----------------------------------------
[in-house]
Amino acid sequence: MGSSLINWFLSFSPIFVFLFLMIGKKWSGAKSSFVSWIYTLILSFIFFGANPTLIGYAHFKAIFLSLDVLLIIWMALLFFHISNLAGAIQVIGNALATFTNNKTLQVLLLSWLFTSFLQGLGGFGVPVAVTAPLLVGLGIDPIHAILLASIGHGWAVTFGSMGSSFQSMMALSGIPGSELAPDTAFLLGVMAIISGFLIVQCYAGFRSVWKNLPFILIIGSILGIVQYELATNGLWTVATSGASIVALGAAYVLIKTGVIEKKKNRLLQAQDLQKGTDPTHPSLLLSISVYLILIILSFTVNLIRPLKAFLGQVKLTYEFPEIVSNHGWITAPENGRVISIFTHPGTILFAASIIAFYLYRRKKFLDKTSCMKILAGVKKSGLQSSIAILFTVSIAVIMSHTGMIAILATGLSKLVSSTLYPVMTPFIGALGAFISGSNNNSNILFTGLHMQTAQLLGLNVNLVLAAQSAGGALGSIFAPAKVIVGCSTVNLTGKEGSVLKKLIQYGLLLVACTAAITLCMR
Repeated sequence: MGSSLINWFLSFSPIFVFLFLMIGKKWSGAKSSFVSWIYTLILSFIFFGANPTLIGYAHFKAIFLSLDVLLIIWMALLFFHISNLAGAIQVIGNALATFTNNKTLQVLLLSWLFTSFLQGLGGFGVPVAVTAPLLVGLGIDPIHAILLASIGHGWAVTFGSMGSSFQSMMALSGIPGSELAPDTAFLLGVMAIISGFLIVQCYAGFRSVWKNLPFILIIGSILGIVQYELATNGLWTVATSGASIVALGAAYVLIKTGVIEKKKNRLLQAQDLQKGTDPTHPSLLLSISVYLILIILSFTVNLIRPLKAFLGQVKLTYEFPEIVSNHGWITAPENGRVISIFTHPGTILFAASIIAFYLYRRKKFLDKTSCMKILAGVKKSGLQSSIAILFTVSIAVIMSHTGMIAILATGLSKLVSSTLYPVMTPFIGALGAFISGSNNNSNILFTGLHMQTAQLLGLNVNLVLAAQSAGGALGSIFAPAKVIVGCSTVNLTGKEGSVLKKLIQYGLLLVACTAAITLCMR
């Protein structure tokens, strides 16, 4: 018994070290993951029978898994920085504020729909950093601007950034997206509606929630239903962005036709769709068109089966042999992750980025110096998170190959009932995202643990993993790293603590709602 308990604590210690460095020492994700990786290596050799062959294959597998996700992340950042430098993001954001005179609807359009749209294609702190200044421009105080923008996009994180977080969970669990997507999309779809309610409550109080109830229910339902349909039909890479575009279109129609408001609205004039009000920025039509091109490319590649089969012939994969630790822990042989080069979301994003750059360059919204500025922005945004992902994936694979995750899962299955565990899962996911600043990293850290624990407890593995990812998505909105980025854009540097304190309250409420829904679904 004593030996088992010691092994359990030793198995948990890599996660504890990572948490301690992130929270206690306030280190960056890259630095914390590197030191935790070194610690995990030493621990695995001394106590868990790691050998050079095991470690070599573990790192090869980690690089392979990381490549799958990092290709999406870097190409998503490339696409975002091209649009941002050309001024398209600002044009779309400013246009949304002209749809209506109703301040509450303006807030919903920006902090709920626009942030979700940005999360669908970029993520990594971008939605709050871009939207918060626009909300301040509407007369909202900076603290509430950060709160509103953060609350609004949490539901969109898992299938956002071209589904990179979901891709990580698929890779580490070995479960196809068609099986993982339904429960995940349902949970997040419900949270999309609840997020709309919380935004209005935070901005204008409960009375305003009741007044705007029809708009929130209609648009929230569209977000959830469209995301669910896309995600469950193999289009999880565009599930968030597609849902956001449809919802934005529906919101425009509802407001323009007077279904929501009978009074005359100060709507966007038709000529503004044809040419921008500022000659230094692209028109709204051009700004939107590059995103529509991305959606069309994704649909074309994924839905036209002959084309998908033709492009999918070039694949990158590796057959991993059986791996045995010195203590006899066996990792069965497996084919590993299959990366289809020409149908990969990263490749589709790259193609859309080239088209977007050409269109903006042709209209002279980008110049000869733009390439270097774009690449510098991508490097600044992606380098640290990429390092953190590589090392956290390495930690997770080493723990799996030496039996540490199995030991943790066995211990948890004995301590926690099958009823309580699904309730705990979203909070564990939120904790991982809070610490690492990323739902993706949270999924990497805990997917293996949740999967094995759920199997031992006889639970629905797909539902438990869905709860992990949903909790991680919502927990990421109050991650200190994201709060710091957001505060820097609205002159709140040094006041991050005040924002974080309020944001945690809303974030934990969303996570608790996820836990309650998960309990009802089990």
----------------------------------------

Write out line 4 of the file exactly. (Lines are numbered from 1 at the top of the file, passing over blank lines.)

């Protein structure tokens, strides 16, 4: 018994070290993951029978898994920085504020729909950093601007950034997206509606929630239903962005036709769709068109089966042999992750980025110096998170190959009932995202643990993993790293603590709602 308990604590210690460095020492994700990786290596050799062959294959597998996700992340950042430098993001954001005179609807359009749209294609702190200044421009105080923008996009994180977080969970669990997507999309779809309610409550109080109830229910339902349909039909890479575009279109129609408001609205004039009000920025039509091109490319590649089969012939994969630790822990042989080069979301994003750059360059919204500025922005945004992902994936694979995750899962299955565990899962996911600043990293850290624990407890593995990812998505909105980025854009540097304190309250409420829904679904 004593030996088992010691092994359990030793198995948990890599996660504890990572948490301690992130929270206690306030280190960056890259630095914390590197030191935790070194610690995990030493621990695995001394106590868990790691050998050079095991470690070599573990790192090869980690690089392979990381490549799958990092290709999406870097190409998503490339696409975002091209649009941002050309001024398209600002044009779309400013246009949304002209749809209506109703301040509450303006807030919903920006902090709920626009942030979700940005999360669908970029993520990594971008939605709050871009939207918060626009909300301040509407007369909202900076603290509430950060709160509103953060609350609004949490539901969109898992299938956002071209589904990179979901891709990580698929890779580490070995479960196809068609099986993982339904429960995940349902949970997040419900949270999309609840997020709309919380935004209005935070901005204008409960009375305003009741007044705007029809708009929130209609648009929230569209977000959830469209995301669910896309995600469950193999289009999880565009599930968030597609849902956001449809919802934005529906919101425009509802407001323009007077279904929501009978009074005359100060709507966007038709000529503004044809040419921008500022000659230094692209028109709204051009700004939107590059995103529509991305959606069309994704649909074309994924839905036209002959084309998908033709492009999918070039694949990158590796057959991993059986791996045995010195203590006899066996990792069965497996084919590993299959990366289809020409149908990969990263490749589709790259193609859309080239088209977007050409269109903006042709209209002279980008110049000869733009390439270097774009690449510098991508490097600044992606380098640290990429390092953190590589090392956290390495930690997770080493723990799996030496039996540490199995030991943790066995211990948890004995301590926690099958009823309580699904309730705990979203909070564990939120904790991982809070610490690492990323739902993706949270999924990497805990997917293996949740999967094995759920199997031992006889639970629905797909539902438990869905709860992990949903909790991680919502927990990421109050991650200190994201709060710091957001505060820097609205002159709140040094006041991050005040924002974080309020944001945690809303974030934990969303996570608790996820836990309650998960309990009802089990």